Apps: an abbreviation of ‘application software‘ – pieces of software that are generally very easy to download and install and that are often very specific in the task they are programmed to do.

At the moment we most commonly associate apps with mobile devices such as smart phones and tablets, but the term ‘app’ and app download/purchase environments (eg. App stores) are also making an appearance on the Chrome browser and as part of the latest version of Apple’s Snow Leopard operating system.

Some may argue that it’s just a change in the wording furniture, what used to be called ‘widgets‘ are now apps – for example the Opera browser has had them for years, and FireFox has long had what it terms extensions and plugins.* These add-ons have added to the services and tasks that can be done within the browser. I could also note here that the term ‘desk top app’ has been with us for a few years too.

Be that as it may, the popularisation of the term and understanding of ‘app’ – which we should probably look to Apple for – has meant that these bits of software that add to our experience of the internet have seen a significant growth and are changing the way we access, use and utilise the internet.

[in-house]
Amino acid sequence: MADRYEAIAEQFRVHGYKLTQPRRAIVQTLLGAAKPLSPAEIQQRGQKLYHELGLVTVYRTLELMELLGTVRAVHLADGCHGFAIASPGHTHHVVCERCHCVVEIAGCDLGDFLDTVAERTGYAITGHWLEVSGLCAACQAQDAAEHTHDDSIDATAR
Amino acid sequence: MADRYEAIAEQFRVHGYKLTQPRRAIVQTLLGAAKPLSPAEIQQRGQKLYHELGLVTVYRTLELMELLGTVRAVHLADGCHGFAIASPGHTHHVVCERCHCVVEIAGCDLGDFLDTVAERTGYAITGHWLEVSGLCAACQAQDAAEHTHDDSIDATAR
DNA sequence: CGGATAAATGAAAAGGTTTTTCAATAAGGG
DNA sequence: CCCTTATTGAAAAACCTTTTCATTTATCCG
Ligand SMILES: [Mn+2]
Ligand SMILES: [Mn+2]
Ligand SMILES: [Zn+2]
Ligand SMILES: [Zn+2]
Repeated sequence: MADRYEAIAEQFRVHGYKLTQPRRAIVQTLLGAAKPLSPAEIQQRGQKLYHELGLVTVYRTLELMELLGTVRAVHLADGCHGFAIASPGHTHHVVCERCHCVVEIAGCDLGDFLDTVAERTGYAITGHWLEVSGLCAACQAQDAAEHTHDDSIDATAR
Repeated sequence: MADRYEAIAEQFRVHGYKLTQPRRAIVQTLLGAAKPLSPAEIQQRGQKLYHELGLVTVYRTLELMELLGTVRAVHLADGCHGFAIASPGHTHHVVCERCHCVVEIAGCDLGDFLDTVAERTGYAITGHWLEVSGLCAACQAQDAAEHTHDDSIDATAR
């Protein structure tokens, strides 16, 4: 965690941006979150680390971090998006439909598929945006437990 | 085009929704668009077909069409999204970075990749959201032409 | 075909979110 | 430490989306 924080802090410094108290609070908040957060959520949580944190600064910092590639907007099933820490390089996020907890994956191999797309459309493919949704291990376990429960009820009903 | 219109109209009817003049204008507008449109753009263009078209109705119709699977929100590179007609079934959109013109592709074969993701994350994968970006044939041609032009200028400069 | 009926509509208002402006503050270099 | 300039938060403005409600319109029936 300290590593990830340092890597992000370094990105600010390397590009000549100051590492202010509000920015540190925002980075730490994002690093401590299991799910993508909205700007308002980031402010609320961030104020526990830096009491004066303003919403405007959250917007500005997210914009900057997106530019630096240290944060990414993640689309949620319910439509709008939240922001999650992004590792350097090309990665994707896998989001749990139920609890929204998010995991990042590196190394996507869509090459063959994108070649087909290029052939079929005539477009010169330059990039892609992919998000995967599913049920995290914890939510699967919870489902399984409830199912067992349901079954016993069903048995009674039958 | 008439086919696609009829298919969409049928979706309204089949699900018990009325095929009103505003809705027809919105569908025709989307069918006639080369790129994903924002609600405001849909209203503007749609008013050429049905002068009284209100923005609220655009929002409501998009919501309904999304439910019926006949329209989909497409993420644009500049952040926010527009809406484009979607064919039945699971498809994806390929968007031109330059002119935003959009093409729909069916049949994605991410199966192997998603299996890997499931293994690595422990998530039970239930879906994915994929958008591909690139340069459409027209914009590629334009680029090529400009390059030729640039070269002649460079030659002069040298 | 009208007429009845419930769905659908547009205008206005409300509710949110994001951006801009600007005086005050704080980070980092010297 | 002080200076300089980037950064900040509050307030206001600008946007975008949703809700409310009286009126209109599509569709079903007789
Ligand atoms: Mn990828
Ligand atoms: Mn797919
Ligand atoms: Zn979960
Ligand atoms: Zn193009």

As part of Social Media Week, Tom Smith from Global Web Index has published research on what this means for social media, which makes for interesting reading. In particular, how apps and mobile usage are already matching PC usage for accessing social networks, writing blog posts and updating microblogs such as Twitter (see slide 14).

* This may well be notional rather than a precise understanding of the difference between these terms, so please do clarify significant differences in the comments below.